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From the Blog: There’s something fishy in Miami

BY ELLEN HARRIS | JULY 20, 2009 7:15 AM

Across the globe, there are several cities I don’t believe I’d survive in.

Oh, not for lack of creature comforts — or a sense of adventure and personal intuition — but the simple I-would-be-the-first-one-offed-in-a-slasher-film lack of survival.

I’m not really down with the sex trade, so Bangkok is off the list. Should I be lucky enough to make it to the Green Zone, I’d have a slim-to-none chance in Baghdad. My next vacation destination definitely won’t be Norilsk, seeing as the Russian city has been closed to foreign visitors since 2001.

Also on that list of Ellen-Don’t-Go’s is the beachy keen Miami. Surf, sun, sand — the perfect escape until you turn on the telly and realize that, though New York City may have been the birthplace of crime, Miami is its unmarked mass grave.

Showtime’s “Dexter,” CBS’ “CSI: Miami,” and USA Network’s “Burn Notice” prove that it’s not just the ’gators that’ll get me — it’s the vigilante serial killers, the gang shoot-’em-ups, and the Beretta-toting drug smugglers.

“Dexter,” the hour-long drama about the blood-spatter analyst who chops up non-convicted murderers in his spare time, will return this fall for its fourth season. The title character masquerades a perfectly normal bloke, which makes me wonder: How many perfectly normal-bloke serial killers are out there walking around in the world, much less Miami? But in terms of, er, waste disposal, Miami has glades, bays, and a large number of brightly colored foreclosures to choose from.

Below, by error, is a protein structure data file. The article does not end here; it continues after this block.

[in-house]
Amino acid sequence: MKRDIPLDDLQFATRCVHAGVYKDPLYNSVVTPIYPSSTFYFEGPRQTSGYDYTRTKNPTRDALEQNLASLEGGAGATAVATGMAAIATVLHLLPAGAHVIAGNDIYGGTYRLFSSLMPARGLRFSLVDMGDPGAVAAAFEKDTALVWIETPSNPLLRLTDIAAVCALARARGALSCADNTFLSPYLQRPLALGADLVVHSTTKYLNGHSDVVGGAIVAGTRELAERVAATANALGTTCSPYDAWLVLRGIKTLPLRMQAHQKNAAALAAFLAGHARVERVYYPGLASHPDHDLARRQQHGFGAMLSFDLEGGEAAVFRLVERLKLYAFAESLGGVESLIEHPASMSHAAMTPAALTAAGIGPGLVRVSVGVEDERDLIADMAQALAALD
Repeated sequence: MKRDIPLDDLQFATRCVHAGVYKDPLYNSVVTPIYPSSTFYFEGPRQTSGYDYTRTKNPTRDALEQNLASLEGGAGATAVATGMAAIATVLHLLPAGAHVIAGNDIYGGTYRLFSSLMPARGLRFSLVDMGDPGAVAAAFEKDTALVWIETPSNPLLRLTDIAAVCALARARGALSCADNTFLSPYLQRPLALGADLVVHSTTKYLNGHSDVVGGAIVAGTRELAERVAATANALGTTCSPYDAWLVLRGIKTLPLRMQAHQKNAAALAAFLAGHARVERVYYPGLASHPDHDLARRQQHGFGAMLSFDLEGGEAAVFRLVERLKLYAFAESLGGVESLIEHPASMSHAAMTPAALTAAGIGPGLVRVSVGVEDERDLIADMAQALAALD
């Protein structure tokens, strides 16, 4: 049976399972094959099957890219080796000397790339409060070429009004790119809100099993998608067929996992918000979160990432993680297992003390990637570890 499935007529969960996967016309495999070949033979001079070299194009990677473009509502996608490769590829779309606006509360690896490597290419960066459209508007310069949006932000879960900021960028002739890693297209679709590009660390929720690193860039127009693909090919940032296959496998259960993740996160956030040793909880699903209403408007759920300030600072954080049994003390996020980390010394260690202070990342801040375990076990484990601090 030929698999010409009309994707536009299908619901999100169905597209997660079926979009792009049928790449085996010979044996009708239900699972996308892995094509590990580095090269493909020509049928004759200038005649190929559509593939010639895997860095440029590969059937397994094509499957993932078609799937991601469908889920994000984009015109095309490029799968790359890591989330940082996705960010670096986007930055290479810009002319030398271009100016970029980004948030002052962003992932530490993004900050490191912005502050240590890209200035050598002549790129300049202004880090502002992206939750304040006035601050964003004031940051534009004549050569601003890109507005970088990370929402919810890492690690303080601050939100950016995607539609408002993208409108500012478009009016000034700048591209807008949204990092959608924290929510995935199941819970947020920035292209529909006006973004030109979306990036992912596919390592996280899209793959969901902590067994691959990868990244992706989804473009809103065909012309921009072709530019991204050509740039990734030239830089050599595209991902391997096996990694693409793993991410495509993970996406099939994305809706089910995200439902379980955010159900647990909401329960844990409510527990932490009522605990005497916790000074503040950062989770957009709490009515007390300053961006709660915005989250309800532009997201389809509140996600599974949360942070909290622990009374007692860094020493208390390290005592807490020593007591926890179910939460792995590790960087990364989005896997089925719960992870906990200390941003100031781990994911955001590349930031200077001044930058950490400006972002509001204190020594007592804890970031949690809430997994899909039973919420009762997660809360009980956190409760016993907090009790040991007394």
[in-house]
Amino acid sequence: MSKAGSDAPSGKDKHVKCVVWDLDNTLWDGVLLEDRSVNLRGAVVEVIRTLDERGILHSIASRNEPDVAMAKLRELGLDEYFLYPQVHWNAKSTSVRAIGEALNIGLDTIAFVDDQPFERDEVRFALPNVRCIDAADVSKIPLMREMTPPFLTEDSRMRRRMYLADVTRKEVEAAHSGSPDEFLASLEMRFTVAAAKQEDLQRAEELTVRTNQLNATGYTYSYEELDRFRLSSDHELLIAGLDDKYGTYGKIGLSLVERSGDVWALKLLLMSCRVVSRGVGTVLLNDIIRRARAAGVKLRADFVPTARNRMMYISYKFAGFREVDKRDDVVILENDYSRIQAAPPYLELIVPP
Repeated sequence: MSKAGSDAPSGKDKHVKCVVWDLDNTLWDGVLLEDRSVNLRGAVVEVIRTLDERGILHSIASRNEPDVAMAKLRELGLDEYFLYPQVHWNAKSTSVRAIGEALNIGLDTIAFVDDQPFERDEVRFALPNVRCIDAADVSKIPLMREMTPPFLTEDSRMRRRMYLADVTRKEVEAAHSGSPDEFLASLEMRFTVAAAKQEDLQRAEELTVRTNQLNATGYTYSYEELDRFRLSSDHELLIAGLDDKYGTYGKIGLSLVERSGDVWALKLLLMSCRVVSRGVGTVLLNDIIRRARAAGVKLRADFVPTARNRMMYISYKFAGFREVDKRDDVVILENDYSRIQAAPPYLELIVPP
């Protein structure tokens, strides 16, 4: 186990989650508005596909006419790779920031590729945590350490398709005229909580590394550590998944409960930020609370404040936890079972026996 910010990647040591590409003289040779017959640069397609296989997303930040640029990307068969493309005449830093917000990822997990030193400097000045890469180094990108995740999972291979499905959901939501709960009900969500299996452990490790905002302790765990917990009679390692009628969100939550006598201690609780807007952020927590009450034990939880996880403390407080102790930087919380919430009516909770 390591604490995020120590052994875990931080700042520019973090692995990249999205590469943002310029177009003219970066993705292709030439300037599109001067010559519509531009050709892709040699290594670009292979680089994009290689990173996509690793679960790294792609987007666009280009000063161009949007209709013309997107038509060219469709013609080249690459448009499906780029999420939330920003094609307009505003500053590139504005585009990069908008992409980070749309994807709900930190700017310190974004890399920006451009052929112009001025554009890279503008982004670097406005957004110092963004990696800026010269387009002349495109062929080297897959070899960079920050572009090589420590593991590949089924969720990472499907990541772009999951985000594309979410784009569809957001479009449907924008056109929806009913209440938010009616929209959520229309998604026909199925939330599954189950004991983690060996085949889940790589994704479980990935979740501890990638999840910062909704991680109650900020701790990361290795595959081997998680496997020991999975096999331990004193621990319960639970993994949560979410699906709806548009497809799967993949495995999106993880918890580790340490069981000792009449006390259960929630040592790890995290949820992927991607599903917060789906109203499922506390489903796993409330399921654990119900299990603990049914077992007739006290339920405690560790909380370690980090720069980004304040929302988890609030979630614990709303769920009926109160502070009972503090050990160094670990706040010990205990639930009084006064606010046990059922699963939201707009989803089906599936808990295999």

At least the show’s cinematographers are honest in their interpretation of Miami — much of the time, cast members are pitting out, dripping with sweat in the sweltering Florida humidity.

As for “CSI: Miami” — which lays claim to network television’s worst dialogue — Miami is depicted as a mass of exploding cars. Once every couple of weeks, a big fireball shoots into the sky, throwing everyone at the crime scene onto the ground, with the exception of Lt. Horatio Caine (played by the quickly aging David Caruso — in recent episodes, a filter has been used to blur the lines on his craggy face). Just finishing its seventh season with the inevitable cliffhanger, the “CSI” people are always sweat-free and irresponsibly attired.


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